Does Your Dog Really Need to Wear a Coat in Winter?

Does Your Dog Really Need to Wear a Coat in Winter?


There’s nothing cuter than a pup in a furry parker or puffer jacket. But besides winning the award for “best-dressed,” are there any real reasons your dog should wear a coat? The answer depends on a number of factors (like your dog’s breed, size, and age—more on that below) but according to Dr. Judy Morgan, a veterinarian based in New Jersey, most dogs could benefit from wearing some sort of winter jacket: “Our dogs are used to being in climate-controlled homes,” she says. “When they head outside into freezing temperatures, they’re just as traumatized by the cold weather as we would be if we stepped outside without a coat.” Read on to find out if your pup truly need a winter jacket—and how to choose one that’s the perfect fit.

Knowing if your pup needs a coat

Smaller, light-bodied breeds, toy breeds, and breeds that naturally have very short or thin hair like Chihuahuas and pinschers should wear a winter coat or warm sweater. Dogs who naturally have a heavier coat of hair, like Siberian Huskies and St. Bernard’s, really don’t need extra layers (and in fact, bundling them up could cause them to overheat).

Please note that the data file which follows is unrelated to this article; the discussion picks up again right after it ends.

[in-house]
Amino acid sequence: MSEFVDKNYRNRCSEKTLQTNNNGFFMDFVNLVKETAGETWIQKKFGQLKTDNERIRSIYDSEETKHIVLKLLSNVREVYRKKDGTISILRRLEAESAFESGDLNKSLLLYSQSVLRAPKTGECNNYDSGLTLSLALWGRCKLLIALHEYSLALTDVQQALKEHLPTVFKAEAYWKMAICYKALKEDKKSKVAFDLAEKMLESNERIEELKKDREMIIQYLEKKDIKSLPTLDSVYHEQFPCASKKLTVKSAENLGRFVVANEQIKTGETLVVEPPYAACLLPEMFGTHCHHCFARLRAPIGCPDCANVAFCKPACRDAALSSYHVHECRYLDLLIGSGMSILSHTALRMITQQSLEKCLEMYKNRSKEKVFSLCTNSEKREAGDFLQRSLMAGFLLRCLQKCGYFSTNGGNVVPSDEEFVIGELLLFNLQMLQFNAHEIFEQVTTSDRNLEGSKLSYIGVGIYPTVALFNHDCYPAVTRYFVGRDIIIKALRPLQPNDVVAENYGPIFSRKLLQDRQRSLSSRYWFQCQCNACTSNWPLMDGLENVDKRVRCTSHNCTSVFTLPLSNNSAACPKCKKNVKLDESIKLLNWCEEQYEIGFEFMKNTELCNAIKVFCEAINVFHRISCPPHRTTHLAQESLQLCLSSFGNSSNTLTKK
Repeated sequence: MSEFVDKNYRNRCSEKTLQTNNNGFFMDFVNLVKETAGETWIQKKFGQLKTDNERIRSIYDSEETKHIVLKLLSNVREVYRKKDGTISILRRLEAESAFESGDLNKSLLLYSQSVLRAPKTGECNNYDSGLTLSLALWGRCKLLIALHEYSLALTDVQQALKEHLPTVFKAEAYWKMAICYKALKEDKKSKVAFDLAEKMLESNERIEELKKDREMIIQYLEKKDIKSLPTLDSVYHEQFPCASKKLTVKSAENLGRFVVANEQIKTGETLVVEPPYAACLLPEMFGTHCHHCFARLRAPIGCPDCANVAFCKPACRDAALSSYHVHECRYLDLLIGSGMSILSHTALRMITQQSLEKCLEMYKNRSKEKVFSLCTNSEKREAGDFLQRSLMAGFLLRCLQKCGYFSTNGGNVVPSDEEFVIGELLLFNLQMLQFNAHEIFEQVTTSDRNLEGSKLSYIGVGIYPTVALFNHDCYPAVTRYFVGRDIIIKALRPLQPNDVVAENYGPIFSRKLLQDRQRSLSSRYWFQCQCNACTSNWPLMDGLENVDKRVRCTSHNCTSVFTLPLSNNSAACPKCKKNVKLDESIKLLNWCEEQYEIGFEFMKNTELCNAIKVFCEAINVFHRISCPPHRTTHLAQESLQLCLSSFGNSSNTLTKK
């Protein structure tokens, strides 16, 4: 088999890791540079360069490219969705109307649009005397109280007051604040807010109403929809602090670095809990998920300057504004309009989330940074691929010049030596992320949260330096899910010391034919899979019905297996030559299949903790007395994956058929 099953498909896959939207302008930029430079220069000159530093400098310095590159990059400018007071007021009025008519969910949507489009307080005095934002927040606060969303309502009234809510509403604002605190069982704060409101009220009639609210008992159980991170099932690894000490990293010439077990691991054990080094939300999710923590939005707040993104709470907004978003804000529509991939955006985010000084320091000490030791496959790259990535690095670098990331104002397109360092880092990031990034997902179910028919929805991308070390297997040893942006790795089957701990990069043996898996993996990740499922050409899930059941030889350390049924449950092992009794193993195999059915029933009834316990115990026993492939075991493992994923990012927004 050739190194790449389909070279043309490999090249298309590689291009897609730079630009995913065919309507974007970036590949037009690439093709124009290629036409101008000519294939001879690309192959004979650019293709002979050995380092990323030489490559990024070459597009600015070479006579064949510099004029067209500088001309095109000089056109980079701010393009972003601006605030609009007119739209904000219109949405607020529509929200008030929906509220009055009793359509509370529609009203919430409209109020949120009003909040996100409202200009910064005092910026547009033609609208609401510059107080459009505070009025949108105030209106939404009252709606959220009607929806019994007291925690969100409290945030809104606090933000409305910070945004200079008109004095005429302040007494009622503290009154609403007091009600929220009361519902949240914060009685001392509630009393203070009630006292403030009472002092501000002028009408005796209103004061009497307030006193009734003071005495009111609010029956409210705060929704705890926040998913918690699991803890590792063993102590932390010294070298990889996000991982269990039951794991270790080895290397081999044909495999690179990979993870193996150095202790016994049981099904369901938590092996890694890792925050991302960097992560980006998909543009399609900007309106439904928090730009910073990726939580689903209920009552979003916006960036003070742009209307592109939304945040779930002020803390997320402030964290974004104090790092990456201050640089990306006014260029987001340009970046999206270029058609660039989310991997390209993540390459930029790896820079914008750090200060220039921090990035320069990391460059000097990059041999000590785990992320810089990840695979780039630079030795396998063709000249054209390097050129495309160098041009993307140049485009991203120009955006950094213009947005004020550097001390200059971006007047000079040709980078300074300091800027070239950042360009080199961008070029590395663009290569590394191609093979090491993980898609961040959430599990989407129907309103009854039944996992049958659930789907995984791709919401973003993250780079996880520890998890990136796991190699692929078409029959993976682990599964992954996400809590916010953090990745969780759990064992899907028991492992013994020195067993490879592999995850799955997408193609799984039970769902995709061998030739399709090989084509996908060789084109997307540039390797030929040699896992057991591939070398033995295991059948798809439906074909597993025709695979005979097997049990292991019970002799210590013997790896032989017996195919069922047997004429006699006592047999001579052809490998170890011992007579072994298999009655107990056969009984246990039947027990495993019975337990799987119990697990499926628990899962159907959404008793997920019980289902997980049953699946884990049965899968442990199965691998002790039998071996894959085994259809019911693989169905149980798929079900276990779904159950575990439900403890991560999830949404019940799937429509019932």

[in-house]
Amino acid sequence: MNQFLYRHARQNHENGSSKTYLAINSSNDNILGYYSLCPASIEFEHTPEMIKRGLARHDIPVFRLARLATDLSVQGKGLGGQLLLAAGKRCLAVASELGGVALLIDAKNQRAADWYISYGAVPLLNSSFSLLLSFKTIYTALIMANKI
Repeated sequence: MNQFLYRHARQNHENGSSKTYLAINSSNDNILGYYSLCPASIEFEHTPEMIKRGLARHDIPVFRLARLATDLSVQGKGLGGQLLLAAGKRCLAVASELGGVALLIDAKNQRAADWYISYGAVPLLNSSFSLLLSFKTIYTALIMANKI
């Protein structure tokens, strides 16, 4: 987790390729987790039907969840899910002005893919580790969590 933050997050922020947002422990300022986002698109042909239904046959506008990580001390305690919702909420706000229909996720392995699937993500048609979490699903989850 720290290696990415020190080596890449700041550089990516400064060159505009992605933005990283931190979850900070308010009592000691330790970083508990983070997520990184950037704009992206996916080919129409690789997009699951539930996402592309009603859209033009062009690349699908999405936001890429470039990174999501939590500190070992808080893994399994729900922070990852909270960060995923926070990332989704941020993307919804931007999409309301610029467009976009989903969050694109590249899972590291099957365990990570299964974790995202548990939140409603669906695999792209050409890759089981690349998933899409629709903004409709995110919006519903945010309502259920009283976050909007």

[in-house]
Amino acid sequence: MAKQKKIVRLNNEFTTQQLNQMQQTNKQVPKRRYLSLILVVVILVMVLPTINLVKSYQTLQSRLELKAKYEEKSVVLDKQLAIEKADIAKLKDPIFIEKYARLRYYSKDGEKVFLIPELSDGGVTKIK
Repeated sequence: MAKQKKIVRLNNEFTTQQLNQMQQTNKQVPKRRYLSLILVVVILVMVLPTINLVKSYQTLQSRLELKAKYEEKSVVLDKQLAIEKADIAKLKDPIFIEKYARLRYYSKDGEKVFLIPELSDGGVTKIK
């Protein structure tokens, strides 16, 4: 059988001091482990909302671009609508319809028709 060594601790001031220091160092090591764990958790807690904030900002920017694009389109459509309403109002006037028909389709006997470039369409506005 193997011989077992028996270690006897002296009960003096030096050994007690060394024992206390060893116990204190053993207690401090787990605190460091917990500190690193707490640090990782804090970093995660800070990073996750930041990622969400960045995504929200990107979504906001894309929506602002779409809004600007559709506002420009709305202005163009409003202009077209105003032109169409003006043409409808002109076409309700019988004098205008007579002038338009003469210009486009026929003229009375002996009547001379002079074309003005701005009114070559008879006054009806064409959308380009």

Older dogs, who may suffer from joint problems and a weak immune system, should definitely wear an extra layer of insulation, as should puppies, whose bodies are still learning temperature regulation.

Use your best judgment: If the temperature drops below freezing (aka, 32 degrees Fahrenheit) and you have a small and/or short-haired dog, put him in a coat—and limit the amount of time you spend outdoors. Dogs (like people) can suffer from frostbite and hypothermia. Be on the lookout for signs of hypothermia like trouble breathing, shivering, lethargy, fixed pupils, muscle stiffness, and irregular heartbeat.

Finding a good jacket

Before buying a coat, measure your pup’s neck, chest, and waist to ensure a good fit. You want the coat to be snug (so your dog can’t easily pull it off) but not too tight (your pup should be able to move around easily). Knowing your dog’s weight can help determine her size. In general, toy breeds usually wear extra small, Beagle-size dogs wear small, Retriever-size dogs wear large, and dogs who are any larger wear extra-large.

To make it easy on yourself, look for a jacket that’s zipper-less and make sure it’s waterproof so your pup stays warm and dry. Because even though your pup might look cute in that pink plaid number, when it comes to winter apparel, function is just as important as fashion. And don't forget to protect your pup's paws—check out these tips to learn how!

The Ollie blog is devoted to helping pet parents lead healthier lives with their pups. If you want to learn more about our fresh, human-grade food, check out MyOllie.com.

Katelyn A Chef

Katelyn A Chef

Katelyn is a writer whose work has been featured on websites such as Martha Stewart Living, Teen Vogue, Town and Country, and Domino. She has two dogs, Riley & Bentley.

 

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